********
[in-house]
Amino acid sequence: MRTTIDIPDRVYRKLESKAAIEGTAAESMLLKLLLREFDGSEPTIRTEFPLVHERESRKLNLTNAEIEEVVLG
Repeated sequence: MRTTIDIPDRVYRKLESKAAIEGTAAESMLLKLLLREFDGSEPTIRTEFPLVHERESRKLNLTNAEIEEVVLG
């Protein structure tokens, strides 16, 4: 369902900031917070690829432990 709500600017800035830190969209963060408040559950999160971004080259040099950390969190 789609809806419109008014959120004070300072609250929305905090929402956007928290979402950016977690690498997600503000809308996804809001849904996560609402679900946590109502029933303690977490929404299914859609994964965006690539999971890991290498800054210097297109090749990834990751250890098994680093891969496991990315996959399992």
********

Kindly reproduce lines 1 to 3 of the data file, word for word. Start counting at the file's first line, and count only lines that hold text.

[in-house]
Amino acid sequence: MRTTIDIPDRVYRKLESKAAIEGTAAESMLLKLLLREFDGSEPTIRTEFPLVHERESRKLNLTNAEIEEVVLG
Repeated sequence: MRTTIDIPDRVYRKLESKAAIEGTAAESMLLKLLLREFDGSEPTIRTEFPLVHERESRKLNLTNAEIEEVVLG